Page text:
The book is well written in simple, plain English making it easily understandable to a wide audience. The only drawback is the price, which some students may find a bit steep, even though it is well worth it.

  6. whiterussian@web.de
    October 16th, 2011 at 01:18 | #6

    Rating

    In my opinion, this book is a great introduction to the field of ergonomics and human factors. Though it is indeed a bit older, all necessary fields are covered with great diligence (Information inout & processing, human output & control, workplace design, environmental conditions & human factors applications). Of course the passages concerning VDUs and computers are outdated, but these passages comprise only a very small part of the book (and, to be honest, if I want to read about these topics I would pick different books anyway!). The authors write in a very comprehensible way and many examples and pictures underline the usability of the book. To summarize, a book that is outdated concerning the most recent computer technologies (VDU etc.), but a great introduction containing everything necessary to human factors and design (and these sections are NOT outdated, as the reader before says very poignantly: “Computers may change, people DON’T change that easily).

  7. atmj
    October 17th, 2011 at 00:40 | #7

    Rating

    This book is an excellent beginner’s manual for Human Factors. It is used in several college’s Human Factor’s initial courses.

    The topics it covers are the basic “physical” human factors topics. There is breadth but not depth. However it does not do much with UI design. There is nothing on Web design or computer station design.

    This book’s data is limited to examples that illustrate various points in the book. If you need detailed anthropometric data or workspace recoommendations you won’t find it here.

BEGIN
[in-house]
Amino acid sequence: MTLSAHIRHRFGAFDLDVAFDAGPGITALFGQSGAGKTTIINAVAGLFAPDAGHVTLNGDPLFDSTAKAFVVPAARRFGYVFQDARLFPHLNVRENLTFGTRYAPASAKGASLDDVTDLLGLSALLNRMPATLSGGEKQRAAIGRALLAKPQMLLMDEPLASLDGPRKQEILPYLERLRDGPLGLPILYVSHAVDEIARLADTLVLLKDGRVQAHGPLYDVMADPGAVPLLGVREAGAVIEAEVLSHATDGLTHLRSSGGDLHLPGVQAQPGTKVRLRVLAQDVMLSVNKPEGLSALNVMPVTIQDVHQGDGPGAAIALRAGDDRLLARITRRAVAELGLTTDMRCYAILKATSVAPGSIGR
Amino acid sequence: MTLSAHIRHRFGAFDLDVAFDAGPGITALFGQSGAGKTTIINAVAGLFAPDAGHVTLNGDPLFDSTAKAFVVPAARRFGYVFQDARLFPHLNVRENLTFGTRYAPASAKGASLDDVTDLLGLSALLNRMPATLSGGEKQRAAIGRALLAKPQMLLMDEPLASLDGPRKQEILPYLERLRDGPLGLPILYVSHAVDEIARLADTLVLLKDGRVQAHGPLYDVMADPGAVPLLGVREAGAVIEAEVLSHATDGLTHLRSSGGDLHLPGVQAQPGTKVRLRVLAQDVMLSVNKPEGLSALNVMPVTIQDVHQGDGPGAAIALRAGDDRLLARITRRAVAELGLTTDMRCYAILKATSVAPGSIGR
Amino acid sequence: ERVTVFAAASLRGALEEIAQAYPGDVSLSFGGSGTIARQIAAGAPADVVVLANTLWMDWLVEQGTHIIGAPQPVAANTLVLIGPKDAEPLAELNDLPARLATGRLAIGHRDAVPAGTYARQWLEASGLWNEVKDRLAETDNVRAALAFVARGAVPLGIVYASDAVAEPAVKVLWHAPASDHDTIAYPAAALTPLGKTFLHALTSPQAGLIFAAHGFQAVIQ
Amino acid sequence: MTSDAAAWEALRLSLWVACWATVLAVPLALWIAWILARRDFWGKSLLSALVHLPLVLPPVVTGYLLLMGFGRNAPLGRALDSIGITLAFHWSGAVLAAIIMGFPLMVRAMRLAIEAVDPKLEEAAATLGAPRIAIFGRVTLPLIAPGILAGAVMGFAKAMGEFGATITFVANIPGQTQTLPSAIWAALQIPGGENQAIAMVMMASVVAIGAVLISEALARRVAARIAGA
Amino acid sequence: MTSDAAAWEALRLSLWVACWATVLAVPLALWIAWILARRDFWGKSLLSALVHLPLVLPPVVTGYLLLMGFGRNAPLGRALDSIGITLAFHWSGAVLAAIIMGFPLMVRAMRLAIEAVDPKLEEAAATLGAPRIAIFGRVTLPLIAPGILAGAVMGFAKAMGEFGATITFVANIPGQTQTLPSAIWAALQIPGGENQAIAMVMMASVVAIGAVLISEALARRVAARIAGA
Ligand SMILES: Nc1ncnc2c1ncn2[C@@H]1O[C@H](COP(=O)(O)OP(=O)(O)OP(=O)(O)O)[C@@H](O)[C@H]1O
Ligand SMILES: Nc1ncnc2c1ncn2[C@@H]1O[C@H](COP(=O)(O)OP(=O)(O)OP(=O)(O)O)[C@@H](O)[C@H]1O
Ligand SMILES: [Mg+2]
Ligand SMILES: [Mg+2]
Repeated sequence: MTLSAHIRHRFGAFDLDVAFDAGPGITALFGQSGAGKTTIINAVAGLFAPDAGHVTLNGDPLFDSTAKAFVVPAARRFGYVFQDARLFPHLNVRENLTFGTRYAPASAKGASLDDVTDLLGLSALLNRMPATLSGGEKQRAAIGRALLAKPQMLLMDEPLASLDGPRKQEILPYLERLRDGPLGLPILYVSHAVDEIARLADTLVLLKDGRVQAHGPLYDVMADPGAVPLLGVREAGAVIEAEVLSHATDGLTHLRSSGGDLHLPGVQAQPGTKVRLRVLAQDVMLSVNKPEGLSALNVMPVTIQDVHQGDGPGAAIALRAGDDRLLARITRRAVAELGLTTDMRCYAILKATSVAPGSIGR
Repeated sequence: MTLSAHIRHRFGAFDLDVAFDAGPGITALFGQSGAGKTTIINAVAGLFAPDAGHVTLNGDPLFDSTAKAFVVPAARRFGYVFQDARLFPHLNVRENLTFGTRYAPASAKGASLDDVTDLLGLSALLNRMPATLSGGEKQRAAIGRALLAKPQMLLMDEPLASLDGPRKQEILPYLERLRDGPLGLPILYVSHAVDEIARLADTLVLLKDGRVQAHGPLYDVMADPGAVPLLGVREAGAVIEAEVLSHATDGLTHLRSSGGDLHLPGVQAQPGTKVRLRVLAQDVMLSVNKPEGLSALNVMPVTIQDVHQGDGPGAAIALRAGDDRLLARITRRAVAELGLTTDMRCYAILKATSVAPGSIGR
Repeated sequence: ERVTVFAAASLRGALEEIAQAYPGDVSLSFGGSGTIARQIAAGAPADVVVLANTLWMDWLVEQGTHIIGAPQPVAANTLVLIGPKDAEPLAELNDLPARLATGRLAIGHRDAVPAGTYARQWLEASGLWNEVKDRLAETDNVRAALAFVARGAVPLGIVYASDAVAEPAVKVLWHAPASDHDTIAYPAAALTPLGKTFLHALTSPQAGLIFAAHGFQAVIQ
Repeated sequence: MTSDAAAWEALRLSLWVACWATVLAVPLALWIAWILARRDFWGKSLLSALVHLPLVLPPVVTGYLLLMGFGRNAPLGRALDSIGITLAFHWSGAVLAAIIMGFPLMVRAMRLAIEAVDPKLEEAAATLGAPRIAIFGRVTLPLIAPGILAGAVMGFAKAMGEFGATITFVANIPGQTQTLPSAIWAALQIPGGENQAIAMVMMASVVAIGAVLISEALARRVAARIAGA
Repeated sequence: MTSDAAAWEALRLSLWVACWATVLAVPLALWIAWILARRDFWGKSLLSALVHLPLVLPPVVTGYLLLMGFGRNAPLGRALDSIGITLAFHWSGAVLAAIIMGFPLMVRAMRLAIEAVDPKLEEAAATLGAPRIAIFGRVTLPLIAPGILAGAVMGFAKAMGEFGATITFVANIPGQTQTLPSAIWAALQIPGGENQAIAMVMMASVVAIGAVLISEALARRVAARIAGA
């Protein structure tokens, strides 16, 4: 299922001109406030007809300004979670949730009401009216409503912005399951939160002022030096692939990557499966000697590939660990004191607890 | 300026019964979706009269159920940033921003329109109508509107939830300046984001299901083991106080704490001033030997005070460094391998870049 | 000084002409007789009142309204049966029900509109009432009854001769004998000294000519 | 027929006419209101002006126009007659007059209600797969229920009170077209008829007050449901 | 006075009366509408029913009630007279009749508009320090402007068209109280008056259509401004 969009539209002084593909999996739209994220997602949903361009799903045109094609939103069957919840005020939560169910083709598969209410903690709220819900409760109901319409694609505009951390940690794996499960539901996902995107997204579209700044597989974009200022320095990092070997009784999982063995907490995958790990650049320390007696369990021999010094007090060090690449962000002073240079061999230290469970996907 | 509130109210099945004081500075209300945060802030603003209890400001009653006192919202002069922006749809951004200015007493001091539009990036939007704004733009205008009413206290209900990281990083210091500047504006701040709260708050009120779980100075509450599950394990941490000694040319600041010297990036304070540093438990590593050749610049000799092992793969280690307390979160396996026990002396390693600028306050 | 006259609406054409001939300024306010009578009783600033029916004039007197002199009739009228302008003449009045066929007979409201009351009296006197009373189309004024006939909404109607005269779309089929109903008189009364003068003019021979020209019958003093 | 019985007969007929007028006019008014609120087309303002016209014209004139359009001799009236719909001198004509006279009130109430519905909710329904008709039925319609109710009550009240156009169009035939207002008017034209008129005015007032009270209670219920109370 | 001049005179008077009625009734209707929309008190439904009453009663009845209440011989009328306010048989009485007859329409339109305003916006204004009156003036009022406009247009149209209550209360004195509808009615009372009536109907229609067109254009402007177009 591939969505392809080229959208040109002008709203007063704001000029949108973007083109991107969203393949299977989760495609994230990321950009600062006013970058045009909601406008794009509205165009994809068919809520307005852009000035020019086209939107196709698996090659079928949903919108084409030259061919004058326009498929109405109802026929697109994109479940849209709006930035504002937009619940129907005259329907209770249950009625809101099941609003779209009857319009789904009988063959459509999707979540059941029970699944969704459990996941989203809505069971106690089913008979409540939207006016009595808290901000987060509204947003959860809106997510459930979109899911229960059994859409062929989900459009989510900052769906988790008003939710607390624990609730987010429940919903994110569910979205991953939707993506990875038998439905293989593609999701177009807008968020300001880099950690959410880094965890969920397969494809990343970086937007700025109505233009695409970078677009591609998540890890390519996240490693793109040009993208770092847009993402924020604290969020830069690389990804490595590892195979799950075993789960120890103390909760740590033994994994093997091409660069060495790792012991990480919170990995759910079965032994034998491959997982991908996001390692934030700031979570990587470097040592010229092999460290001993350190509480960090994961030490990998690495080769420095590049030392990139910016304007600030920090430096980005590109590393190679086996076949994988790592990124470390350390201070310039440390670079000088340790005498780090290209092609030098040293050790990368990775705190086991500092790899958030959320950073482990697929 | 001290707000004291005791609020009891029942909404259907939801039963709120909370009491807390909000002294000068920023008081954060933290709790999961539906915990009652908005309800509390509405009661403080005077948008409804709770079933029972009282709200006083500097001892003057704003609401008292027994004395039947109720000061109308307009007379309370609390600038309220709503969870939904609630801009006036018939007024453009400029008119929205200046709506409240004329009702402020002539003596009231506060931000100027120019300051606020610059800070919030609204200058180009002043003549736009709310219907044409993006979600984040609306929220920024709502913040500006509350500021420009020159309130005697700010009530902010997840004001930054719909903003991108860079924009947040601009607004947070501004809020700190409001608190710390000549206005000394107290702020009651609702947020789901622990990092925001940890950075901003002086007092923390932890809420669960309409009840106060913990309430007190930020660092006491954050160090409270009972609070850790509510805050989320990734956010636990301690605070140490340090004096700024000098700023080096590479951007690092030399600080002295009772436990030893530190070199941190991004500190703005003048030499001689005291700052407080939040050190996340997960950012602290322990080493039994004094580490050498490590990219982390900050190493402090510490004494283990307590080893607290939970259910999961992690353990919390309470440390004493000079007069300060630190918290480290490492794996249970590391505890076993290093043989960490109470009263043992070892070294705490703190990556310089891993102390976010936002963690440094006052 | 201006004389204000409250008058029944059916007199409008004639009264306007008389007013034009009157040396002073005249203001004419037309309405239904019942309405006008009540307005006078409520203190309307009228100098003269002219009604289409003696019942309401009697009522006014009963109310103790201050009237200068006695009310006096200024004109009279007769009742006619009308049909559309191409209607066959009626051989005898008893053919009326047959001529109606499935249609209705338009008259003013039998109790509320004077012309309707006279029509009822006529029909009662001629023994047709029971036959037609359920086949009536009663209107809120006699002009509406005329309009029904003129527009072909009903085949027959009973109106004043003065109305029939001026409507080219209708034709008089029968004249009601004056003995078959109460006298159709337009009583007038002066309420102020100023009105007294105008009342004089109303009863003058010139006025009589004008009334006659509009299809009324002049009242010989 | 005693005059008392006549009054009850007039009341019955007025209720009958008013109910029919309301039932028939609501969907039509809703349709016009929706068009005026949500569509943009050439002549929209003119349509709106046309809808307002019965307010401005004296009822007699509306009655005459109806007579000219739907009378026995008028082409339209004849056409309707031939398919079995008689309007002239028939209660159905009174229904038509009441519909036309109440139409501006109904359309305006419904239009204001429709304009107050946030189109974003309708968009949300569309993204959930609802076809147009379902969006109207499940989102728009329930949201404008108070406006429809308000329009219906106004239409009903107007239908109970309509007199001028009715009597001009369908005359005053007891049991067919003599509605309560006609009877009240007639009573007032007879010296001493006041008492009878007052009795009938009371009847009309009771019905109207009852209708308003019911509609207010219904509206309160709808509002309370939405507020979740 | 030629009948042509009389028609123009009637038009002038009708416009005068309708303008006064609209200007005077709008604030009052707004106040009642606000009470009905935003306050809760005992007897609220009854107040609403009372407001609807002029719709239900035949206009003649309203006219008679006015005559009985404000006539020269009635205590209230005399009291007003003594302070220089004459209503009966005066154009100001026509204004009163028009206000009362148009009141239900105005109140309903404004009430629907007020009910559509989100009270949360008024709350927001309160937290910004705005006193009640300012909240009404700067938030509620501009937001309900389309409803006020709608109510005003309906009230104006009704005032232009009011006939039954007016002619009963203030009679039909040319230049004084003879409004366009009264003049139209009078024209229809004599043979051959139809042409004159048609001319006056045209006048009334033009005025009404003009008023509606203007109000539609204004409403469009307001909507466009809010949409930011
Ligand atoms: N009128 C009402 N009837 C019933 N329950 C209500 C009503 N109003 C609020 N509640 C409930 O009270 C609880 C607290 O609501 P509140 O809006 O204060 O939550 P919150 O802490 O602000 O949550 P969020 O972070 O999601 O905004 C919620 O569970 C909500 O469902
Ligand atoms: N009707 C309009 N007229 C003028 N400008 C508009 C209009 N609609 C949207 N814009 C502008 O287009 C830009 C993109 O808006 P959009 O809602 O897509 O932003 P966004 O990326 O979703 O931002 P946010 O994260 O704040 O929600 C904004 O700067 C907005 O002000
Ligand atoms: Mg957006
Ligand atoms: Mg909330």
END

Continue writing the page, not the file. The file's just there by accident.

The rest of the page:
Alan Cooper’s book About face can help you with the UI part.

    Jakob Nielson’s Web Usability or Steve Krug’s Don’t make me think book can give you information on Web design.

    Woodson’s Human Factors Design Handbook can help you with the computer station part. At lot of money for just this though.

    If you need detailed anthropmetric date, the sources I am most familiar with are:

    Human Factors Design Handbook by Woodson(though it is a biased sample, if this is all you can get it is better than nothing) Woodson’s newer book (2nd edition) gives computer station information, but is pricey for just this.

    The measure of Man and Woman by Henry Dreyfuss and Associates (dated in 1970s)

    BodySpace by Stephen Pheasant (in metric)

    International data on Anthropometry by Hans W. Jurgens (gives you some international data found nowhere else).

    Another thing that may help you is the table of contents:

    Table of Contents:

    PART 1: INTRODUCTION

    1. Human Factors and Systems

    2. Human Factors Research Methodologies

    Part 2: INFORMATION INPUT

    3. Information Input and Processing

    4. Text, Graphics, Symbols and Codes

    5. Visual Display of Dynamic Information

    6. Auditory, Tactual and Olfactory Displays

    7. Speech Communications

    PART 3: HUMAN OUTPUT AND CONTROL

    8. Physical Work and Manual Materials Handling

    9. Motor Skills

    10. Human Control of systems

    11. Controls and Data Entry devices

    12. Hand tools and devices

    PART 4: WORKPLACE DESIGN

    13. Applied Anthropometry, Work-space design and Seating

    14. Arrangement of Components within a Physical Space

    15. Interpersonal Aspects of Workplace Design

    PART 5: ENVIRONMENTAL CONDITIONS

    16. Illumination

    17. Climate

    18. Noise

    19. Motion

    PART 6: HUMAN FACTORS APPLICATIONS

    20. Human Error, Accidents and Safety

    21. Human Factors and the Automobile

    22. Human Factors in Systems design

    APPENDICES

    A. List of Abbreviations

    B. Control Devices

    C. NIOSH Recommended Action Limit Formula for Lifting Tasks

  8. Anonymous
    October 20th, 2011 at 22:26 | #8

    Rating

    The book discusses many topics that are no longer relevant or are outdated (i.e. their discussion of data entry input [control] devices and VDT screens). When this book was first published, it was more than likely current, but a book of this nature loses its value as quickly as the devices it is written about.

  9. Anonymous
    October 23rd, 2011 at 02:43 | #9

    Rating

    The book does not depict enough information about computers in todays changing world. For the Price of the book, It is most likely a regret. But the basic and indepth ideas are worth every penny.

  10. David A. Thompson
    October 24th, 2011 at 12:15 | #10

    Rating

    Sanders text is a review of all the significant areas of Human Factors technology. Over the years, Sanders has developed the best textbook in the field with the best examolws of applications. Recommended for everyone in this field.